Cleaning solution for dogs sprayed by skunk

This stinker fears no fruit. [CREDIT:SIR FROG]

Dogs and Skunks don’t mix well. Our dog has been sprayed a few times by skunks and still hasn’t learned to stay away! The first time she was sprayed right in the face, on leash, with myself six feet away. It happened VERY quickly – One second, our dog was looking for the perfect bathroom spot by a large tree. The next second, a black cat appeared by the trunk of the same tree. Second three was filled with a dog bark as I pulled the leash and started moving away from the tree (attempting to avoid a dog / cat encounter). Second four was filled with the over powering smell of skunk spray and noticing the black cat had a white stripe going down it’s back (“That’s odd?”). Second five was the “Skunk!” moment followed by moving to a safe distance as the skunk claimly waddled away. I didn’t know skunks waddled, they do, laughing as they move.

The smell is overwhelming, eyes burning, it’s difficult to breath. Make no mistake, a skunk doesn’t have much to be concerned about given their protection system.

The best action after being sprayed is to move in the opposite direction of the skunk as quickly as possible. Remain outdoors to avoid inside contamination with skunk spray.

DO NOT RINSE with WATER or SOAP & WATER! Skunk Spray can not be removed with WATER or SOAP & WATER. EXCEPTION: EYES can be rinsed with water if directly sprayed.

The follow cleaning solution is what I’ve found works best to clean the dog and impacted areas soon after exposure. It removes most, if not all of the smell rapidly. Not for use in eyes!

Required Items (keep these items on hand when in an area with skunks):

  • Disposable latex gloves
  • 1 quart of 3% hydrogen peroxide
  • 1/3 cup baking soda
  • 1 tsp dawn liquid dish soap
  • Empty 2 quart spray bottle

Mixing the ingredient in the spray bottle:

  • Add 1/3 cup of baking soda into the spray bottle
  • Add 1 tsp. of liquid dish soap
  • SLOWLY add 1 quart of 3% hydrogen peroxide into the spray bottle
  • Secure the spray head on spray bottle
  • Gently shake the spray bottle to mix cleaning solution, this will cause some foaming in the bottle

Clean your dog as soon as possible:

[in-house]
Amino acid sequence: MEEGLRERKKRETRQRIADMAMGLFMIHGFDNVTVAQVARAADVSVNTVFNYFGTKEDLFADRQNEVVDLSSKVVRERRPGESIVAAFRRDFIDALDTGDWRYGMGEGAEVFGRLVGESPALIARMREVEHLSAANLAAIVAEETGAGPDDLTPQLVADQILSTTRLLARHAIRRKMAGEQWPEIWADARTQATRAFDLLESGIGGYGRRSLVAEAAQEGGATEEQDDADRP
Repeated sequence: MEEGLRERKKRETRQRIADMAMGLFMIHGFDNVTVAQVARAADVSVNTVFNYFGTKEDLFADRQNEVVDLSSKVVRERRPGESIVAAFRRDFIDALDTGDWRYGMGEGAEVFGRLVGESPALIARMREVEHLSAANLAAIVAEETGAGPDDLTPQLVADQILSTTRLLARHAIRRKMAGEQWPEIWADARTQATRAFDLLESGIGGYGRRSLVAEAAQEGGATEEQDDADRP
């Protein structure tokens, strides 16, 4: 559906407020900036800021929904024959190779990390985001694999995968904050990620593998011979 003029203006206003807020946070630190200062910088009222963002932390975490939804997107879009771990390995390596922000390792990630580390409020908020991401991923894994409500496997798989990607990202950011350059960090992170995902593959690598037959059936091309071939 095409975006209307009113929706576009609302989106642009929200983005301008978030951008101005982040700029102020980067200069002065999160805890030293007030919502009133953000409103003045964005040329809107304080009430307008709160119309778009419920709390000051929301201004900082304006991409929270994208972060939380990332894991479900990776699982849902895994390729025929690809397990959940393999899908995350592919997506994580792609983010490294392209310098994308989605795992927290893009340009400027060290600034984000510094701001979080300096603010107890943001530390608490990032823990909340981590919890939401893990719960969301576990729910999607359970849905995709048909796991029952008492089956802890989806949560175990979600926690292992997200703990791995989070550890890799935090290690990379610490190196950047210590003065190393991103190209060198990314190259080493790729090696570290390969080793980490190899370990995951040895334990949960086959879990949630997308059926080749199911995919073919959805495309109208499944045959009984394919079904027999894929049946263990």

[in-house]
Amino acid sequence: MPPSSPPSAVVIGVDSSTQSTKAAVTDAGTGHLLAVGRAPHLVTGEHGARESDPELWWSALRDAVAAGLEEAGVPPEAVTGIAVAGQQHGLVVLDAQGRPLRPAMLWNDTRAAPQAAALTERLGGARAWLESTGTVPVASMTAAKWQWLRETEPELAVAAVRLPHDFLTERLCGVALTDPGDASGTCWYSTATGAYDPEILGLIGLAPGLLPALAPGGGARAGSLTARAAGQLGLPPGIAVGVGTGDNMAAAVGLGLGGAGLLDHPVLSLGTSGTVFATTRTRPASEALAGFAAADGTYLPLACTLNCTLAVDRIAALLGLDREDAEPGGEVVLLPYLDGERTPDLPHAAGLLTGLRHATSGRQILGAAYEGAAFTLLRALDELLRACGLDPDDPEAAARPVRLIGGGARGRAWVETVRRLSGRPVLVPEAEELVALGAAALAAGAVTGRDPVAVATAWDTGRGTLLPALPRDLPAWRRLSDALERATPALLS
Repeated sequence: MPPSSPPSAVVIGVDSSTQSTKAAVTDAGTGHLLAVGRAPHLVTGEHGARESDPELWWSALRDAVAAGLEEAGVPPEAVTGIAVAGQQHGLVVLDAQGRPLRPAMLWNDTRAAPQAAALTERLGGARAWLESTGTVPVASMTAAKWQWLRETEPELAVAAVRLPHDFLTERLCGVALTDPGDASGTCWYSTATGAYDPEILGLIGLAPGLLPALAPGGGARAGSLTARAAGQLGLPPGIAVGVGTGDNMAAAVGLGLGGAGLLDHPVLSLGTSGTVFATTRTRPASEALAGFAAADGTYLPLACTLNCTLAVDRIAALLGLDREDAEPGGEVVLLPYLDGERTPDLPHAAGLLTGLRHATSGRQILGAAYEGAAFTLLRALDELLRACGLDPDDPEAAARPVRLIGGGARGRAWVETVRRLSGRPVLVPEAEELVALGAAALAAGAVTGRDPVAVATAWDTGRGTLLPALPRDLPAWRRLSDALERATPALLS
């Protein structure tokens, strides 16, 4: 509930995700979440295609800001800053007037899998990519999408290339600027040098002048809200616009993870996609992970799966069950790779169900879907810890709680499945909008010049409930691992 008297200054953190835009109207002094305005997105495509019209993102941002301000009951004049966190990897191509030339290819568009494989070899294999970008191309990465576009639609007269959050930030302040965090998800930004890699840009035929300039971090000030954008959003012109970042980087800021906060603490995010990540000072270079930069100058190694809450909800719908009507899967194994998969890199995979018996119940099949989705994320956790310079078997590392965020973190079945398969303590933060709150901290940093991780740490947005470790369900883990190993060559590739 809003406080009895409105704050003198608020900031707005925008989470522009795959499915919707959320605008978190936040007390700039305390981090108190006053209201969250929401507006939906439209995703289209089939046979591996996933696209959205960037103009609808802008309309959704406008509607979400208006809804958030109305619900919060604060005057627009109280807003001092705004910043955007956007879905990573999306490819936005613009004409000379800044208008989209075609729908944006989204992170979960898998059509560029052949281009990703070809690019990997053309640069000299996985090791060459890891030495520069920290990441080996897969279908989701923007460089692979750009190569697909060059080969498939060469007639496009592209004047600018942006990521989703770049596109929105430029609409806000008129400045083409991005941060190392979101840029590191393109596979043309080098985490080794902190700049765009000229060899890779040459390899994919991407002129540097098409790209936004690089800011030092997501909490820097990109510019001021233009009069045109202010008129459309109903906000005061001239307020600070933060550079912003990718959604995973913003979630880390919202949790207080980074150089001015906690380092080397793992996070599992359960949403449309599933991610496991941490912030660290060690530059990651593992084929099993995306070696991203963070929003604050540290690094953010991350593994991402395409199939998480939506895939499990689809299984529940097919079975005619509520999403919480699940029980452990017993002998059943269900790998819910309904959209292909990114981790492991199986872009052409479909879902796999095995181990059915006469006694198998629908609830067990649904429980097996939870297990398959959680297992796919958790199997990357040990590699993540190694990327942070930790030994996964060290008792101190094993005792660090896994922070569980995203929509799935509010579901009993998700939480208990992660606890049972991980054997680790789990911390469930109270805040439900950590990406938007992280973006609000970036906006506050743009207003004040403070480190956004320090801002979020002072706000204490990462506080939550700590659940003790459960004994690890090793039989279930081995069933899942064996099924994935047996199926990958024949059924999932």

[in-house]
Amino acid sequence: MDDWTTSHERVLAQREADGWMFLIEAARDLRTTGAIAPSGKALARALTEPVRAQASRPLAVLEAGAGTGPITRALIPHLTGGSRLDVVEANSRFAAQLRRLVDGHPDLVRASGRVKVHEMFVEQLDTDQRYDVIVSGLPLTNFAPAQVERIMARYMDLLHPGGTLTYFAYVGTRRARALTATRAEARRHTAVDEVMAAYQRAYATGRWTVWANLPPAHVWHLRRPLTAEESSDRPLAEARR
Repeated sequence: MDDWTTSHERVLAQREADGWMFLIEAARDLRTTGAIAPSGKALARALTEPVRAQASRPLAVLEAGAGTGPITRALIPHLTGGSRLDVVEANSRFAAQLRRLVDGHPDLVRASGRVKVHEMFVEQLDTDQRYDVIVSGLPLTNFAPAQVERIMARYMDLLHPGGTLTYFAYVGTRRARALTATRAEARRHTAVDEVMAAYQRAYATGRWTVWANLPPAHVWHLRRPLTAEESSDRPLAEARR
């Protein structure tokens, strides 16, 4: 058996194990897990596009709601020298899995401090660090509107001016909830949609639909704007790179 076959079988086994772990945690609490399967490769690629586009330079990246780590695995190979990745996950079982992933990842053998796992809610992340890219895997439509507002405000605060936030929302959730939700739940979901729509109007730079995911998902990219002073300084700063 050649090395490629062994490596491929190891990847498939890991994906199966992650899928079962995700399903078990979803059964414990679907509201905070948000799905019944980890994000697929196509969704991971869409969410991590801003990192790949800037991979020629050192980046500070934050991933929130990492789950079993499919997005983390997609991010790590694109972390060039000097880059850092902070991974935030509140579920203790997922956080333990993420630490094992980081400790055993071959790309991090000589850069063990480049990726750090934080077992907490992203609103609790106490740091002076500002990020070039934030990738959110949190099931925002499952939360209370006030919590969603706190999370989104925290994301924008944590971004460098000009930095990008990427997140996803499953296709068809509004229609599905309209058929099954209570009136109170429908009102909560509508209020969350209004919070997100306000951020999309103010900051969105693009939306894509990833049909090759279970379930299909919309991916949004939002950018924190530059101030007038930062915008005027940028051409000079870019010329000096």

• Select an outside area with easy access to a water source with hose.
  • DO NOT WET THE DOG WITH WATER prior to applying and scrubbing with the cleaning solution.
  • Wearing disposable latex gloves, cover your dogs eyes with one hand while spaying the dog from head to toe with the cleaning solution (avoid eyes)
  • Scrub cleaning solution into dogs coat from head to toe, the dog should be completely wet and soapy
  • Rinse the cleaning solution from the dog coat using the water source and hose

FYI – The cleaning solution can also be used to clean the area where the dog was sprayed by the skunk.

Anything not cleaned, that should have been cleaned, will smell like skunk spray for at least a week.

Contrary to folklore, using tomato sauce or juice won’t wash away the Skunk spray stench. You are simply wasting good Tomato sause or juice. It does not eliminate the spray chemicals.

Skunks have two glands in the rear. These glands produce the spray, which is a mixture of sulfur containing chemicals such as thiols (traditionally called mercaptans), which have an offensive odor. The odor which is described as a combination of rotten eggs, garlic, and burnt rubber is powerful enough to ward off bears. Skunks can spray these secretions 7 to 15 ft (2 to 5 meters) with highly accurate aim. The extreme odor can cause nausea and vomiting, as well as watery, burning, eyes and itching. A direct hit to the eyes has been known to cause temporary blindness. Internal absorption of the spray can occur via inhalation or absorption through eyes or mouth. In rare instances a toxic reaction can cause anemia, or serious damage to red blood cells. Skunk spray has been used as a biological weapon but is not poisonous.

The Chemical Make-up of Skunk Spray

The spray contains seven major volatile components: three major thiols, three major thioacetates, and a methylquinoline. These are divided into thiols and acetate derivatives of the thiols. Two of these thiols, (E)-2-butene-1-thiol and 3-methyl-1-butanethiol, are responsible for the repellent odor. These two thiols constitute 51% to 70% of the spray.

The thioacetates are not as initially odiferous on contact but are converted to more potent thiols with the addition of water. This chemical reaction explains why animals continue to smell skunky if the person doing the cleaning starts with water. DO NOT CLEAN FIRST WITH WATER. Thioacetates trapped in fur continue to release thiols under damp conditions. The goal is to convert thiols into nonodorous compounds. Thiols are not water-soluble, even with soap. A baking soda and peroxide mixture will oxidize thiols into water, soluble sulfonates. The final component is an alkaloid 2-methylquinoline, which is not as volatile as the thiols and has a nitrogenous base.


A dog being sprayed by a skunk is best avoided. Sometimes paths cross and skunks will spray while slowly walking away.

One would assume that both Dog and Skunk would avoid any new encounters after the first meeting, but that has not been my experience.

I’ve heard skunks do not want to spray and offer warnings, I’ve not seen anything but a quick raise tail, aim and spray.

Skunks appear to have no fear of dogs. They will spray a dog and claimly, slowly exit stage left.

All dogs I know hate being sprayed by skunks but can’t seem to avoid barking at a skunk within spray range.

Perhaps, thinking the skunk will run in fear this time. Skunks do not run from anything.

The cleaning solution & process has reduced the impact on our dog and spray site. I hope you never need this post.